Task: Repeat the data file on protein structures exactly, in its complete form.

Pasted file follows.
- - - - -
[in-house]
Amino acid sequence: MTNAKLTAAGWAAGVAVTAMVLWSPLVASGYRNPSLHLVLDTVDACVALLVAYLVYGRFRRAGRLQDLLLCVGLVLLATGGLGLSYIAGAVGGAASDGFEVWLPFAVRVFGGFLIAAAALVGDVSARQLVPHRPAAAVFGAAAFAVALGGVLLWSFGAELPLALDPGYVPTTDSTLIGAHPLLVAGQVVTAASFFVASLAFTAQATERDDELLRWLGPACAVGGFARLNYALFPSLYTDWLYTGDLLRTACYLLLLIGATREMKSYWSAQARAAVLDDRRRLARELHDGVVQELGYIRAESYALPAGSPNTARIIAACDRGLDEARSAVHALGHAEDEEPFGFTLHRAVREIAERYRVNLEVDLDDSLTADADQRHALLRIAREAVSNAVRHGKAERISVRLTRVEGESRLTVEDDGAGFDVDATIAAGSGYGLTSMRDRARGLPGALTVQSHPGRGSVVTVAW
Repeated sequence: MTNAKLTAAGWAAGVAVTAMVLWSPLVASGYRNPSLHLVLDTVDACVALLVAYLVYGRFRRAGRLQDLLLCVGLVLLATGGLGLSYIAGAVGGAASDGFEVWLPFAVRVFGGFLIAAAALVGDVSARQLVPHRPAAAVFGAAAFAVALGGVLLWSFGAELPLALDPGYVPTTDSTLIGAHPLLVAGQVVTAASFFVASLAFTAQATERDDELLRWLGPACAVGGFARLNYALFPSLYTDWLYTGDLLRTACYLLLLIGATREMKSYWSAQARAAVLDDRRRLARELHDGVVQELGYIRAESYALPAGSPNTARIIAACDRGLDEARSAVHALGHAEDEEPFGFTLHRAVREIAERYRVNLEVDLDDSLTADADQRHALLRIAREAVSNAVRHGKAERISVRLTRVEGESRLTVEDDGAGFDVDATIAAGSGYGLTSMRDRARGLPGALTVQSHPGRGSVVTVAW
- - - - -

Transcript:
[in-house]
Amino acid sequence: MTNAKLTAAGWAAGVAVTAMVLWSPLVASGYRNPSLHLVLDTVDACVALLVAYLVYGRFRRAGRLQDLLLCVGLVLLATGGLGLSYIAGAVGGAASDGFEVWLPFAVRVFGGFLIAAAALVGDVSARQLVPHRPAAAVFGAAAFAVALGGVLLWSFGAELPLALDPGYVPTTDSTLIGAHPLLVAGQVVTAASFFVASLAFTAQATERDDELLRWLGPACAVGGFARLNYALFPSLYTDWLYTGDLLRTACYLLLLIGATREMKSYWSAQARAAVLDDRRRLARELHDGVVQELGYIRAESYALPAGSPNTARIIAACDRGLDEARSAVHALGHAEDEEPFGFTLHRAVREIAERYRVNLEVDLDDSLTADADQRHALLRIAREAVSNAVRHGKAERISVRLTRVEGESRLTVEDDGAGFDVDATIAAGSGYGLTSMRDRARGLPGALTVQSHPGRGSVVTVAW
Repeated sequence: MTNAKLTAAGWAAGVAVTAMVLWSPLVASGYRNPSLHLVLDTVDACVALLVAYLVYGRFRRAGRLQDLLLCVGLVLLATGGLGLSYIAGAVGGAASDGFEVWLPFAVRVFGGFLIAAAALVGDVSARQLVPHRPAAAVFGAAAFAVALGGVLLWSFGAELPLALDPGYVPTTDSTLIGAHPLLVAGQVVTAASFFVASLAFTAQATERDDELLRWLGPACAVGGFARLNYALFPSLYTDWLYTGDLLRTACYLLLLIGATREMKSYWSAQARAAVLDDRRRLARELHDGVVQELGYIRAESYALPAGSPNTARIIAACDRGLDEARSAVHALGHAEDEEPFGFTLHRAVREIAERYRVNLEVDLDDSLTADADQRHALLRIAREAVSNAVRHGKAERISVRLTRVEGESRLTVEDDGAGFDVDATIAAGSGYGLTSMRDRARGLPGALTVQSHPGRGSVVTVAW